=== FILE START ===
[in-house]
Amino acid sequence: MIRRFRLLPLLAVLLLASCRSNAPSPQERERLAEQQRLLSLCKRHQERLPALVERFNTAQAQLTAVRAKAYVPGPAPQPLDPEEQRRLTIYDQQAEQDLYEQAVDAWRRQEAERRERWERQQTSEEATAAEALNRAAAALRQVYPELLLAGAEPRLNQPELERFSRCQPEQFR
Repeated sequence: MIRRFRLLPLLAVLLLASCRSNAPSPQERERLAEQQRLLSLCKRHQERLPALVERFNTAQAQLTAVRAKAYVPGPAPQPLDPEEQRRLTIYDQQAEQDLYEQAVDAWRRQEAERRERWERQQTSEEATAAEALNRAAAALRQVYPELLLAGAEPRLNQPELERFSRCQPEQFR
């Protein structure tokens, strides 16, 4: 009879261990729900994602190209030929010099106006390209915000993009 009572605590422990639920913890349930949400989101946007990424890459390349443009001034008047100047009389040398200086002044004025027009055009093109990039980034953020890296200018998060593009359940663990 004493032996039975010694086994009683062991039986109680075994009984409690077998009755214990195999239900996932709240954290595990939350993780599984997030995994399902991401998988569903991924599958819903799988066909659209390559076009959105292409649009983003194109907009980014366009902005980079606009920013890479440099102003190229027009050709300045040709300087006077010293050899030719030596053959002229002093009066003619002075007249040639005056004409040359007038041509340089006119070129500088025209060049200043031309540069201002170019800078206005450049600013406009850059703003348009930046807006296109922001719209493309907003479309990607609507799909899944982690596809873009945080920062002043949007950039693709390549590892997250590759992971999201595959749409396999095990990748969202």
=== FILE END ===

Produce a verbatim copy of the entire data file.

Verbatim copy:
[in-house]
Amino acid sequence: MIRRFRLLPLLAVLLLASCRSNAPSPQERERLAEQQRLLSLCKRHQERLPALVERFNTAQAQLTAVRAKAYVPGPAPQPLDPEEQRRLTIYDQQAEQDLYEQAVDAWRRQEAERRERWERQQTSEEATAAEALNRAAAALRQVYPELLLAGAEPRLNQPELERFSRCQPEQFR
Repeated sequence: MIRRFRLLPLLAVLLLASCRSNAPSPQERERLAEQQRLLSLCKRHQERLPALVERFNTAQAQLTAVRAKAYVPGPAPQPLDPEEQRRLTIYDQQAEQDLYEQAVDAWRRQEAERRERWERQQTSEEATAAEALNRAAAALRQVYPELLLAGAEPRLNQPELERFSRCQPEQFR
């Protein structure tokens, strides 16, 4: 009879261990729900994602190209030929010099106006390209915000993009 009572605590422990639920913890349930949400989101946007990424890459390349443009001034008047100047009389040398200086002044004025027009055009093109990039980034953020890296200018998060593009359940663990 004493032996039975010694086994009683062991039986109680075994009984409690077998009755214990195999239900996932709240954290595990939350993780599984997030995994399902991401998988569903991924599958819903799988066909659209390559076009959105292409649009983003194109907009980014366009902005980079606009920013890479440099102003190229027009050709300045040709300087006077010293050899030719030596053959002229002093009066003619002075007249040639005056004409040359007038041509340089006119070129500088025209060049200043031309540069201002170019800078206005450049600013406009850059703003348009930046807006296109922001719209493309907003479309990607609507799909899944982690596809873009945080920062002043949007950039693709390549590892997250590759992971999201595959749409396999095990990748969202």